UPS cargo plane crash Birmingham

Hal Yeager/AP

Federal investigators say pilots who were killed when their UPS cargo plane crashed during a landing attempt in Birmingham, Alabama last year made a series of errors, and may have been suffering from fatigue.

But the investigators also conclude that more stringent regulations on hours of work for pilots wouldn't have prevented the accident.

Hal Yeager/AP

An accident investigations board is scheduled to meet Tuesday to decide the cause of a fatal cargo plane crash that has become the focus of dispute between UPS and its pilot union over whether work schedules are inducing fatigue and jeopardizing safety.

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Southwest Airlines has barred its pilots from landing on the runway where a UPS cargo jet was trying to land when it crashed at Birmingham's airport last year.

A spokeswoman for the Texas-based airline, Jenna Williamson, said Tuesday the passenger carrier took that action because pilots were getting cockpit alerts warning they were too close to the ground on approach.

Williamson says Birmingham's Runway 18 is no longer authorized for Southwest landings, but pilots can still use it for takeoffs.

Southwest's decision was first reported by

Nation Transportation Safety Board /

An audio recording from the control tower at Birmingham's airport shows workers were trying to reopen the main runway when a UPS cargo jet crashed while trying to land on an alternate runway, killing two pilots.

The recording shows an air traffic controller asked a Birmingham Airport Authority worker about reopening the runway less than two minutes before the Airbus A300-600 jet went down on Aug. 14.

The main runway was closed for maintenance, and the UPS aircraft attempted to land on a shorter runway. The jet clipped trees and slammed into a hill near the runway.

Hal Yeager/AP

People living near the site of last week's cargo jet crash at Birmingham's airport say they're worried about safety.

   The head of a community association, Robert Walker, addressed members of the city's airport authority on Monday.

   Walker says residents fear another crash. He says they want assurances that big planes like the UPS A300 jet that went down last Wednesday won't be using the runway nearest their homes.

   The jet clipped trees around homes before crashing about a mile from the end of the runway.

Nation Transportation Safety Board /

Federal investigators say flight recorders show that pilots of a UPS plane that crashed in Birmingham received warnings about their rate of descent moments before impact.

National Transportation Safety Board member Robert Sumwalt told reporters Friday a data recorder captured the first of two audible warnings in the cockpit before impact. Sumwalt says the warnings indicated the A300 cargo plane was descending at a rate outside normal parameters given its altitude.

But Sumwalt says investigators haven't made any determination on the actual cause of the crash.

Hal Yeager/AP

Authorities have reopened most of the major roads near the site where a UPS cargo plane crashed this week. ( ) reports that some residential roads near Birmingham Shuttlesworth International Airport remain closed as investigators search for debris.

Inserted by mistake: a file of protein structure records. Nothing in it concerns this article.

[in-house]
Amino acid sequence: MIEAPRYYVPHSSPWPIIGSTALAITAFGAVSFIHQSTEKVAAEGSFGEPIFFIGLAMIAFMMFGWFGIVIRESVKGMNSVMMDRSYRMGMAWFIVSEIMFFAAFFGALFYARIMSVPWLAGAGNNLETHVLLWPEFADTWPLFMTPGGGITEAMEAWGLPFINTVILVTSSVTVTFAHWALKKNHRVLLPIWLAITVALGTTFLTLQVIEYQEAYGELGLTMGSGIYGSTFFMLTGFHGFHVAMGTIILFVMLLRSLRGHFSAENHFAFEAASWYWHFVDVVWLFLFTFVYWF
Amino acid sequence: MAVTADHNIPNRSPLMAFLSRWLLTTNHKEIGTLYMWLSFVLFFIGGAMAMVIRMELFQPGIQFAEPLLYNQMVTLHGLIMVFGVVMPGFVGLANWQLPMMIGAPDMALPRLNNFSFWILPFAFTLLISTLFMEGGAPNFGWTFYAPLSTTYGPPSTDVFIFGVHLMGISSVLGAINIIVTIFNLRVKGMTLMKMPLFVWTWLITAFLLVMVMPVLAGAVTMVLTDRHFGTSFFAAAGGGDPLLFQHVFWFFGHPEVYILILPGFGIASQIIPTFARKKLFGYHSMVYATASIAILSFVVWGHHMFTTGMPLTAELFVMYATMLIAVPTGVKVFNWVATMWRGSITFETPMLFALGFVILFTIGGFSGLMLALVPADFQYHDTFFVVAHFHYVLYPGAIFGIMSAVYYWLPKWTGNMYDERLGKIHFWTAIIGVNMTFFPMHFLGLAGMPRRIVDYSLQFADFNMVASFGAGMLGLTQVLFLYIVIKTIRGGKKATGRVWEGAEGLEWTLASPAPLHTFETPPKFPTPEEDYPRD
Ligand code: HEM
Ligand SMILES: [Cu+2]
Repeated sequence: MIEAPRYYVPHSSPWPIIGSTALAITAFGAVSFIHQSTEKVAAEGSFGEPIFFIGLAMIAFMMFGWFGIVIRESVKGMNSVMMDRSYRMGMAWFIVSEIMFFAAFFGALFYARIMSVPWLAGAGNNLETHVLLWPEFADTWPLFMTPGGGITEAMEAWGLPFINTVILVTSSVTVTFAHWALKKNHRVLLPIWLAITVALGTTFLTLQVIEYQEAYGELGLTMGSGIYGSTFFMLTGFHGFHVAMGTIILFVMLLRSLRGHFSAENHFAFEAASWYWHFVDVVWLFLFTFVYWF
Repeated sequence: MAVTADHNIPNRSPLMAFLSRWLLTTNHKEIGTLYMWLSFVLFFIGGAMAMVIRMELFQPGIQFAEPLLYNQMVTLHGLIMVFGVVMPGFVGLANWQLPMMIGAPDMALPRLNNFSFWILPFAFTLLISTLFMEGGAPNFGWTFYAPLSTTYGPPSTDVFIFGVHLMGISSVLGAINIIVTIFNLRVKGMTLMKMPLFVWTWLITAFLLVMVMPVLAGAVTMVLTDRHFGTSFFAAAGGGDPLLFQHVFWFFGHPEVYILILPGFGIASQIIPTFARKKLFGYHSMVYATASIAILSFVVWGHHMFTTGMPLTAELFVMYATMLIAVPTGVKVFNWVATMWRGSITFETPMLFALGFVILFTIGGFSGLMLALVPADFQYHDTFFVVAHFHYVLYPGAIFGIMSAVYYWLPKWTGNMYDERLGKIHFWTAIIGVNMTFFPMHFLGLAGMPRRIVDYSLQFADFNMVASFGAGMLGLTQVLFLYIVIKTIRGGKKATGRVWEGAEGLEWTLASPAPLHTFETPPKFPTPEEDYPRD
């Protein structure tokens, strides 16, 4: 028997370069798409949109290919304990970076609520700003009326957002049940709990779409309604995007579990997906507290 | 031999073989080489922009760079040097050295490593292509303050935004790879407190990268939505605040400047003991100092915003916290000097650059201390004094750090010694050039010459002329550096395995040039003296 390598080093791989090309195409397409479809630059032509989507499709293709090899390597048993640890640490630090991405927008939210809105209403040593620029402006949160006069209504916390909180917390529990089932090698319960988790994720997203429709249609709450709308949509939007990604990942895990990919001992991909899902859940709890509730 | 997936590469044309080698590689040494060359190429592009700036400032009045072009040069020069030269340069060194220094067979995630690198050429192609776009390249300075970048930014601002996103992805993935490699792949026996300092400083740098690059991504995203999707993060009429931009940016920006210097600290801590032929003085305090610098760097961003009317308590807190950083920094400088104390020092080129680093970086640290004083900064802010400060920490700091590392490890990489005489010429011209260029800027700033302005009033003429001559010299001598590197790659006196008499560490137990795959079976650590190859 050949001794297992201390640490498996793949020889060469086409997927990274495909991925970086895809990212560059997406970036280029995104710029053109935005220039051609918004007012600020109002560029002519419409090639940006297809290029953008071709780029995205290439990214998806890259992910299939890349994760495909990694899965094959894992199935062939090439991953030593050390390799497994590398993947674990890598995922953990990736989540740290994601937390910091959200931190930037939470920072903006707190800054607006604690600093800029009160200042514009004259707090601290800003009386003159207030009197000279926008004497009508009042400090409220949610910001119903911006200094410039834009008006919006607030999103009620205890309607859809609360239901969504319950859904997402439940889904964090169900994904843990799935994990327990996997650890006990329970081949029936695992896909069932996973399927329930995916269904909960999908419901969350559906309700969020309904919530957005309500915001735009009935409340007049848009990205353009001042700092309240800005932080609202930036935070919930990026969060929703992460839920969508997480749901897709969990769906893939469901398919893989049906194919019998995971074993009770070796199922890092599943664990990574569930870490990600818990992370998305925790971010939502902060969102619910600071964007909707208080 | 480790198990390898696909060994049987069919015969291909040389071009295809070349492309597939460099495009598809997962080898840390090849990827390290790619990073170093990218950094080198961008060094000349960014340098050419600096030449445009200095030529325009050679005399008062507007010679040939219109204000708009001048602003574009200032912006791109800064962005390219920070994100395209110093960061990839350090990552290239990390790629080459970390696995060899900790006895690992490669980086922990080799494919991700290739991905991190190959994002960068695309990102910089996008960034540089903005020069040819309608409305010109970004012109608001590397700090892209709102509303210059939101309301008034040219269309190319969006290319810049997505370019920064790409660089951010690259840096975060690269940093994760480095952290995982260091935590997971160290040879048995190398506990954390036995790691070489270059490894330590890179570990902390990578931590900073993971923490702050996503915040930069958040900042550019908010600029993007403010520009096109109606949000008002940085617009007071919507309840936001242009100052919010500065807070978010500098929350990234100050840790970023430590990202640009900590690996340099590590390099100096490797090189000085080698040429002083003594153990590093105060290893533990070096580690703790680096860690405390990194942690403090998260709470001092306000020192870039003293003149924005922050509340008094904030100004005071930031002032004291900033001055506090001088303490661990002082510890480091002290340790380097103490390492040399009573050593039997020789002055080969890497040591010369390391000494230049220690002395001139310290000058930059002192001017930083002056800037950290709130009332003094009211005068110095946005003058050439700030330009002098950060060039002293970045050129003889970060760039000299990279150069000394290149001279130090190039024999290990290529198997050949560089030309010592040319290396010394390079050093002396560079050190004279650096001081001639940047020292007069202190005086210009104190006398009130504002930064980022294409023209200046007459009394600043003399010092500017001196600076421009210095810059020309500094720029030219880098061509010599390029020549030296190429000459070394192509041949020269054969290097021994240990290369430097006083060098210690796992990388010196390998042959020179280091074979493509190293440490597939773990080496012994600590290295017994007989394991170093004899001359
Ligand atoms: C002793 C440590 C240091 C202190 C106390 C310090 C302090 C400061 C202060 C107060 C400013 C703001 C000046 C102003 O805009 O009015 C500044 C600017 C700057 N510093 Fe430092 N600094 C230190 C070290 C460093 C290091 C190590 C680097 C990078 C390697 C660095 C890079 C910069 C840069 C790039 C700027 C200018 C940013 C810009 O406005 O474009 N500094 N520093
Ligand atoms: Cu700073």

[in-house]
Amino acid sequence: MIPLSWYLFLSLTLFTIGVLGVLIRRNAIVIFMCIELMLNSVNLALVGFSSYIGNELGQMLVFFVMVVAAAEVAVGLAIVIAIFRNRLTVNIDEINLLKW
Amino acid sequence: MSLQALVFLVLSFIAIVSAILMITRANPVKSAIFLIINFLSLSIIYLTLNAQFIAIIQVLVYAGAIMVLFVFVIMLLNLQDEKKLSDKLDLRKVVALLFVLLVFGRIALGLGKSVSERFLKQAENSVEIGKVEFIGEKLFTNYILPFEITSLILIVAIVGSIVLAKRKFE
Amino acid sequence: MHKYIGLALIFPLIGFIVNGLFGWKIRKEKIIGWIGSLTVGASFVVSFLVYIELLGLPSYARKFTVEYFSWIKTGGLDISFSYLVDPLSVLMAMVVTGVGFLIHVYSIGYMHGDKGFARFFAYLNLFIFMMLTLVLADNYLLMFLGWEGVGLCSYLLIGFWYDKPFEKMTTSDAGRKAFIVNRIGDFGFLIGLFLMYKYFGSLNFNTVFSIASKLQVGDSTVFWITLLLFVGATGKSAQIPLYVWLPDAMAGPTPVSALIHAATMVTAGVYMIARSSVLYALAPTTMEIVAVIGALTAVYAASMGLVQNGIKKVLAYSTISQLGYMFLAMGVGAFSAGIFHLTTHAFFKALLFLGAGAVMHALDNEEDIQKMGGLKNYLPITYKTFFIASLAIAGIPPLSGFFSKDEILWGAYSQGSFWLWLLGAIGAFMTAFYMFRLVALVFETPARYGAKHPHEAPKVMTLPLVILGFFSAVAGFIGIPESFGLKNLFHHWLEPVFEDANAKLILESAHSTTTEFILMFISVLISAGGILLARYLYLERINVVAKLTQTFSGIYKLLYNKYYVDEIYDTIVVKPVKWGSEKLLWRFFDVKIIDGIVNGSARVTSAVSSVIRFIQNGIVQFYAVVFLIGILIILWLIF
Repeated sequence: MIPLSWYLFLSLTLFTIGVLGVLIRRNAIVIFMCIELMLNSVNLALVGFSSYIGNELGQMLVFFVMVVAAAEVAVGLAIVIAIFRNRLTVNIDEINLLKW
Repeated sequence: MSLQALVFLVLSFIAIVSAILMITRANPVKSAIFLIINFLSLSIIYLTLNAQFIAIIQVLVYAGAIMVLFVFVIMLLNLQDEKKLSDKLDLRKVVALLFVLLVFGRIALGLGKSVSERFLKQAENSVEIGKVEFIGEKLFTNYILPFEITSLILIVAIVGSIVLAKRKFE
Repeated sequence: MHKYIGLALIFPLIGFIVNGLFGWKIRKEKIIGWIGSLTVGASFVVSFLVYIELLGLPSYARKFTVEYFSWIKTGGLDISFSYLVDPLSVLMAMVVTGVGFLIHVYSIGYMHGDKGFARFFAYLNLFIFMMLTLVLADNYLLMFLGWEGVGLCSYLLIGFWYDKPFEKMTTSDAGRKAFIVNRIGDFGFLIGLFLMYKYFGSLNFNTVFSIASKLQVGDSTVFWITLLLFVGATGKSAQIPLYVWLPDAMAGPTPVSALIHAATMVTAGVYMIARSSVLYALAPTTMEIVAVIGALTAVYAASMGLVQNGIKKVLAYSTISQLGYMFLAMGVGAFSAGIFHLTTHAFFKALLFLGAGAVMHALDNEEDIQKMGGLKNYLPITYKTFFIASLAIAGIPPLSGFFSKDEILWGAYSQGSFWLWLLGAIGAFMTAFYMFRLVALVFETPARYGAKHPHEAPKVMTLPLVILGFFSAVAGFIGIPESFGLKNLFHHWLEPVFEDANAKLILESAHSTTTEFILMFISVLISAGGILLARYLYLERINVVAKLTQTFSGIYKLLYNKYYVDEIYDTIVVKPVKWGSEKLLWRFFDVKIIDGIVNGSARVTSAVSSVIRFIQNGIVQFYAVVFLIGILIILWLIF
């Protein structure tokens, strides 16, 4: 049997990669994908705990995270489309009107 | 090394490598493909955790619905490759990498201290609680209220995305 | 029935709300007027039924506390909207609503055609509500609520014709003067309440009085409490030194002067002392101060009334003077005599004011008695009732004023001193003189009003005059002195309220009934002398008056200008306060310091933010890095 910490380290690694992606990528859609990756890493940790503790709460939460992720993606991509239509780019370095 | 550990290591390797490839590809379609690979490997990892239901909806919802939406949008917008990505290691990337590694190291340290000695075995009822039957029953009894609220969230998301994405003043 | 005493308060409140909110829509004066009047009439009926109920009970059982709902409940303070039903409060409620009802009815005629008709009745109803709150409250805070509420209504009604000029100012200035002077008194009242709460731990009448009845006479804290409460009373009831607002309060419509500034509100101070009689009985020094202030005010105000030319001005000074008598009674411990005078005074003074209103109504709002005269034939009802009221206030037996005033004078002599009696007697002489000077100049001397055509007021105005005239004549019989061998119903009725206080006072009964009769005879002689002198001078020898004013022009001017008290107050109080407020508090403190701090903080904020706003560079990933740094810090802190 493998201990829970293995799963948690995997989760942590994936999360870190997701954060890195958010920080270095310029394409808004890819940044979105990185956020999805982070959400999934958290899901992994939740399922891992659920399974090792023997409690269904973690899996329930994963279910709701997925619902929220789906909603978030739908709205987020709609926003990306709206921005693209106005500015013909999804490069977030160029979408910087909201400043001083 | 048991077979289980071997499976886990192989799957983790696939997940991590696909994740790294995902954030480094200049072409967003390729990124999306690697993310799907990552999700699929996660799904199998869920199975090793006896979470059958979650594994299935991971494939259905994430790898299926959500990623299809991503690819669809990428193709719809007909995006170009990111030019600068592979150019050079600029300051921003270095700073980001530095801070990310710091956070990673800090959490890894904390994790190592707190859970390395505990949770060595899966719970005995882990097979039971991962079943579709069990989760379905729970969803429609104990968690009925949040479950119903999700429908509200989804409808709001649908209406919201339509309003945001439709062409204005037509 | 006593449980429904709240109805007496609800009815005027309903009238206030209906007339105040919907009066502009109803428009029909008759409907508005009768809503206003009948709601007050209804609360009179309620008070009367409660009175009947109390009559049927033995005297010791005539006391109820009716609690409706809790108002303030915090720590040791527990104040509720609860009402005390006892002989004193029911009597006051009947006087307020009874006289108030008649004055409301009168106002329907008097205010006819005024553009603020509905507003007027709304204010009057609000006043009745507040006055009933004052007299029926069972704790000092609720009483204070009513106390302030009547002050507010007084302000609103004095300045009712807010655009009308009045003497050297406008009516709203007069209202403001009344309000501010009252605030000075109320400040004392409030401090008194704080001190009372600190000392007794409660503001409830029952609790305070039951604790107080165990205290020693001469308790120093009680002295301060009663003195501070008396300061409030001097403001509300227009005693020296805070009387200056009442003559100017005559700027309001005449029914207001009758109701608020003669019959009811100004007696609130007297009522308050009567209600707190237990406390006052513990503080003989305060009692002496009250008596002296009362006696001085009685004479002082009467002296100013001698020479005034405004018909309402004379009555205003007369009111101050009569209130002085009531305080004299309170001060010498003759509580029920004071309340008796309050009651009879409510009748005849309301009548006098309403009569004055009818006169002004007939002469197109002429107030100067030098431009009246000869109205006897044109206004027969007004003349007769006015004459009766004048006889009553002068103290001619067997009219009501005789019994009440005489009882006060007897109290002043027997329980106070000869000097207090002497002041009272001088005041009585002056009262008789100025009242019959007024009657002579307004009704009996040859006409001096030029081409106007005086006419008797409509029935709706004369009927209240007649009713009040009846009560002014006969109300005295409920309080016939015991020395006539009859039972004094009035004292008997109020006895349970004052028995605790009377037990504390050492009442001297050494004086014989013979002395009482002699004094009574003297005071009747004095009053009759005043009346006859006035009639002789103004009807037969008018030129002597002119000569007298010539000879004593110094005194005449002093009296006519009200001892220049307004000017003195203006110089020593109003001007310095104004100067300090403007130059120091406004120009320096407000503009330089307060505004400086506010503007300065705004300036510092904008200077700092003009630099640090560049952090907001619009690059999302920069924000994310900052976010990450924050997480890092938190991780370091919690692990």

Among the open roads are East Lake Boulevard and Tarrant-Huffman Road.

   Treadwell Road, Langford Road and parts of Airport Road remain closed. Authorities are allowing residents of the neighborhoods to enter.

Ralph Hicks / National Transportation Safety Board

An Alabama medical examiner has identified the two crew members who died in the crash of a UPS plane this week.

   The Jefferson County, Ala., medical examiner on Thursday night identified the victims as Capt. Cerea Beal, Jr., 58, of Matthews, N.C. and First Officer Shanda Fanning, 37, of Lynchburg, Tenn.

   An ex-Marine, Beal had been with UPS since 1990. Fanning had worked with the company since 2006.

   Federal officials have found no evidence of a pre-crash fire or engine failure aboard UPS Flight 1354, which went down early Wednesday.

National Transportation Safety Board

Investigators say they have recovered the flight recorders on an ill-fated UPS cargo jet that crashed at Birmingham's airport this week, killing its two crew members.

Today's search focused on the tail section of the aircraft, where the cockpit voice recorder and the flight data recorder are typically located. The National Transportation Board says they should know tomorrow if data is on the recovered flight data recorders.

The two devices could hold key evidence about what happened as the jet was attempting to land in Birmingham early Wednesday.

Ralph Hicks / National Transportation Safety Board

Neighbors near the area where a UPS cargo plane crashed say they heard engines sputtering shortly before the fiery explosion.

The pilot and a co-pilot of the shipping company's Airbus A300 were killed early Wednesday when their plane crashed into a grassy field on approach to an airport in Birmingham.

Ryan Wimbleduff, who lives near the airport, said balls of fire rolled toward his property and shook his house.

Authorities say the plane was en route from Louisville, Ky., and the cause of the crash is unclear.

Peter Torres/Eyewitness

An airport spokeswoman says the large UPS cargo plane that crashed went down in an open field just outside an airport in Birmingham, Ala.

   Toni Herrera-Bast, a spokeswoman for Birmingham's airport authority, says there are no homes in the immediate area of the crash.

   U.S. Federal Aviation Administration spokeswoman Kathleen Bergen says the A300 plane crashed on approach to the airport before dawn Wednesday.

   There is no information yet on injuries, but UPS spokesman Jeff Wafford says there were two crew members aboard.